So what are the version requirements for DG2/Alchemist hardware on Linux? Things are still settling down, but it can work if using Linux 6.0 Git and Mesa 22.2 or newer. Plus make sure you have linux-firmware.git for the very latest GuC firmware support. With Linux 6.0 the desktop PCI IDs are added in and other DG2 features/workarounds/improvements. But with Linux 6.0 the DG2 class support isn't exposed by default but requires setting the i915.force_probe=[PCI-ID] module option to force the driver to initialize the graphics card. Mesa 22.2 for ANV Vulkan and Iris OpenGL will in turn work out-of-the-box with current cards when booting with the necessary kernel support in place.

Intel joins AMD as being the second discrete desktop graphics card manufacturer offering an official, fully open-source Linux driver stack (sans the firmware)... In addition to the driver itself, Intel also has a whole open ecosystem around it with oneAPI.

Already for Linux 6.1 there will be more Arc Graphics improvements, including performance work. It's yet to be seen though if Intel Arc Graphics will remain "experimental" for Linux 6.1 or will be promoted in that late-2022 kernel version.

There is upstream, open-source support for Intel Arc Graphics on Linux albeit not enabled by default as of Linux 6.0.

What this still maturing open-source support does mean though is that out-of-the-box you won't find Arc Graphics working on H2'2022 Linux distributions aside from any distros that may decide to back-port the i915 DRM kernel changes and ship with a bleeding-edge Mesa. The likes of Ubuntu 22.10 will simply not be new enough for having the necessary driver support in place. It remains to be announced though how Intel intends to handle this particularly for the enterprise Linux distributions if they will provide a packaged driver back-port with a DKMS module and the like to allow new Intel dGPU customers to enjoy the support on older kernels. We'll see so stay tuned there.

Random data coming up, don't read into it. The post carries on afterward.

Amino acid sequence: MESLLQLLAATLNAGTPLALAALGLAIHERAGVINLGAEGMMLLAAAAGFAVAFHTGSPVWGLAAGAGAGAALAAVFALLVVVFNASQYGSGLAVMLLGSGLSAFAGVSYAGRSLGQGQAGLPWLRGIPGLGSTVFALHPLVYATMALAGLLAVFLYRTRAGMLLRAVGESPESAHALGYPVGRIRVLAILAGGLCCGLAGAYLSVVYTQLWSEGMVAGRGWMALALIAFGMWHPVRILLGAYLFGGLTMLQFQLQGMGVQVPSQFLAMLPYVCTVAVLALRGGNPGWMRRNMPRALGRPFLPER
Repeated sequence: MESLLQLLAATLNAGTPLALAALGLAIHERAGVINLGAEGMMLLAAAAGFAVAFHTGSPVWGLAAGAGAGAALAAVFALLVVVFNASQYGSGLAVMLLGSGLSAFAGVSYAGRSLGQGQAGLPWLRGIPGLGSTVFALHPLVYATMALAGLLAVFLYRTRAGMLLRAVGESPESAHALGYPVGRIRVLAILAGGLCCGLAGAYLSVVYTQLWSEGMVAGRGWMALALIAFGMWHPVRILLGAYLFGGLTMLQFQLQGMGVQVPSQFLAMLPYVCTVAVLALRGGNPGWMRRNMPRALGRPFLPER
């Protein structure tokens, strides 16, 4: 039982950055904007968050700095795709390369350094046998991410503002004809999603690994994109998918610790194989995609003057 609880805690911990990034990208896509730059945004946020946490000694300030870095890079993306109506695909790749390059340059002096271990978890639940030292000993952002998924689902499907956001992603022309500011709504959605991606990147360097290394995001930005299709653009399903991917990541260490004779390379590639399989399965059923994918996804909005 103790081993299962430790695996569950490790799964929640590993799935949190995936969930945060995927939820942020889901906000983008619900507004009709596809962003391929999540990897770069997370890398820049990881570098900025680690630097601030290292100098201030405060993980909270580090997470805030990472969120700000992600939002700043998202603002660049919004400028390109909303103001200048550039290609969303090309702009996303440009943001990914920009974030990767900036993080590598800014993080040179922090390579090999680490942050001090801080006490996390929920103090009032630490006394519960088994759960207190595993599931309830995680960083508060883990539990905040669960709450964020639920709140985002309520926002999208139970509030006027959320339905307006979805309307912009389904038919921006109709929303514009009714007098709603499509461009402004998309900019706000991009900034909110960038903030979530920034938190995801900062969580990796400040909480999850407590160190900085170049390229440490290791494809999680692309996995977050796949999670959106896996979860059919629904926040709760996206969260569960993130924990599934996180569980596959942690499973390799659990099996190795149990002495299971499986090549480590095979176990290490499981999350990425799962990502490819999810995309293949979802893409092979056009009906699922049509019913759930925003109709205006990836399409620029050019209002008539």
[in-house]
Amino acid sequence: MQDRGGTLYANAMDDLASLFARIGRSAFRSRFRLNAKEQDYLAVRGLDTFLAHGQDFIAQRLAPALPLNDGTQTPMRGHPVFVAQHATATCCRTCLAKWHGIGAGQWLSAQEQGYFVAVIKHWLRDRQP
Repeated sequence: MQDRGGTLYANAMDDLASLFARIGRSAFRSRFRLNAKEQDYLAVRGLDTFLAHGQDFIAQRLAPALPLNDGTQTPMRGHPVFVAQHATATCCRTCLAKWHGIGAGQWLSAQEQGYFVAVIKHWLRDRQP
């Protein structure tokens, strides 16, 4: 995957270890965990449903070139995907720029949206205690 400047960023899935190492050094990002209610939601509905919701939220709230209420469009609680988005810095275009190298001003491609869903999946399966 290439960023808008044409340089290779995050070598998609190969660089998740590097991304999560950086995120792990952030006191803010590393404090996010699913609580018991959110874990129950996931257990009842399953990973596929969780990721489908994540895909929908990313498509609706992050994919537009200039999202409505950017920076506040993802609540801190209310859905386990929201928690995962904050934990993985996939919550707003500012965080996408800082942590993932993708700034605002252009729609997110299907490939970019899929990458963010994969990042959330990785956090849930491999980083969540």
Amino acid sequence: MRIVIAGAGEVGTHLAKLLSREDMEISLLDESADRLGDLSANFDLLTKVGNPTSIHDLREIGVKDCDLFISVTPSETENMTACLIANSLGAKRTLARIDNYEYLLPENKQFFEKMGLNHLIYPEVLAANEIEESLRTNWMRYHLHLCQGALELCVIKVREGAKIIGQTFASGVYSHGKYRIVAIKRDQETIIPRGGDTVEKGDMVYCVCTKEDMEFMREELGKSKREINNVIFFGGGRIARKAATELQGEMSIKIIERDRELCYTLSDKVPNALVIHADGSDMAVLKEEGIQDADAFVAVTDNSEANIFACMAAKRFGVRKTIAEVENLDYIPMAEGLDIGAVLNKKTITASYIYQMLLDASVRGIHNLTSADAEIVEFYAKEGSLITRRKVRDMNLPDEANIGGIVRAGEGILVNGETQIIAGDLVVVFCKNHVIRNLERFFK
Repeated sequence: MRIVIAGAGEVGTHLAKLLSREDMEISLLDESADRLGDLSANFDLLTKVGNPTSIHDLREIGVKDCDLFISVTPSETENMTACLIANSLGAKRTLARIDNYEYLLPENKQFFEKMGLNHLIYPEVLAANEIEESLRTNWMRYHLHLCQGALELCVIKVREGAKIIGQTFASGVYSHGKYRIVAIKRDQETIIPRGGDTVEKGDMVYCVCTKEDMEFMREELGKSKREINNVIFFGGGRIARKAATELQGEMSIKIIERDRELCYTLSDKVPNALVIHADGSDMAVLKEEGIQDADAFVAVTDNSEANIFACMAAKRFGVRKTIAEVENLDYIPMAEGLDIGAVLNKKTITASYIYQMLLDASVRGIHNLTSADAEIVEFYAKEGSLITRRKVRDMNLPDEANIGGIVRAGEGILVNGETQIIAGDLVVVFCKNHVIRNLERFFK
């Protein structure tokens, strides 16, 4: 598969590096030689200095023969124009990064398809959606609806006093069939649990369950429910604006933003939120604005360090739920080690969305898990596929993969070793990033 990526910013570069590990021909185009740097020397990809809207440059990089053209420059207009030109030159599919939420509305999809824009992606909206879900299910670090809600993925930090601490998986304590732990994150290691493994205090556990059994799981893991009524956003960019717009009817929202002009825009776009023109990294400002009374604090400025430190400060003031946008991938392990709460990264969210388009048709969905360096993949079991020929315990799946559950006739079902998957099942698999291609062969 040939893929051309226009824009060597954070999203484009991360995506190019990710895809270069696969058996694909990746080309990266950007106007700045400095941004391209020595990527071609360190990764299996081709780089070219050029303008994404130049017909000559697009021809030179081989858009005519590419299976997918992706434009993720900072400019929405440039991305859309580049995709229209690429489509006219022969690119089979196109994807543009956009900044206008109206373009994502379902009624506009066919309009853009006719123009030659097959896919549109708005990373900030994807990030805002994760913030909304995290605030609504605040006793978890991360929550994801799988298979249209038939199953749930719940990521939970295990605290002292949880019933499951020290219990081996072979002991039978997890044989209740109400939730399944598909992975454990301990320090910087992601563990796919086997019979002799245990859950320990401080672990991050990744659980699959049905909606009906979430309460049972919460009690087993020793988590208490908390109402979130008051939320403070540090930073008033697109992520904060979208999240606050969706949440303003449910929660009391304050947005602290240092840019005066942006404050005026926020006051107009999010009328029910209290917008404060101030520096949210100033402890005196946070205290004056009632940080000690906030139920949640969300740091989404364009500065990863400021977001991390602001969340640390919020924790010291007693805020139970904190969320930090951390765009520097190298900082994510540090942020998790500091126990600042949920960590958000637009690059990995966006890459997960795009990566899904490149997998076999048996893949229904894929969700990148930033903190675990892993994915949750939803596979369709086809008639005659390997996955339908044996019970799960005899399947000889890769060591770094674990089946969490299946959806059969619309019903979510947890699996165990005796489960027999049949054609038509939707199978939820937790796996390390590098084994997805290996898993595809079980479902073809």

Arc Graphics A380 running on fully open-source drivers with Linux 6.0 with i915.force_probe=56a5, Mesa Git, and linux-firmware.git. Benchmarks to come.

That's the short summary: basically the very latest Linux Git and Mesa code is enough to get Intel Arc Graphics working with a fully open-source driver stack that is mainline. Intel is exploring ways of also easing the driver deployment on enterprise Linux distributions and users on other non-bleeding-edge platforms.

Details as to the performance and current level of support will be found in follow-up articles while for now the main point is the fully open-source driver is working on Linux. The initial Arc Graphics A380 OpenGL/Vulkan Linux benchmarks will be up in the coming days, but for now just wanted to get this information out there for those that continue to question whether Intel's discrete graphics cards would have open-source Linux driver support...

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Michael Larabel

Michael Larabel is the principal author of and founded the site in 2004 with a focus on enriching the Linux hardware experience. Michael has written more than 20,000 articles covering the state of Linux hardware support, Linux performance, graphics drivers, and other topics. Michael is also the lead developer of the Phoronix Test Suite, Phoromatic, and automated benchmarking software. He can be followed via Twitter, LinkedIn, or contacted via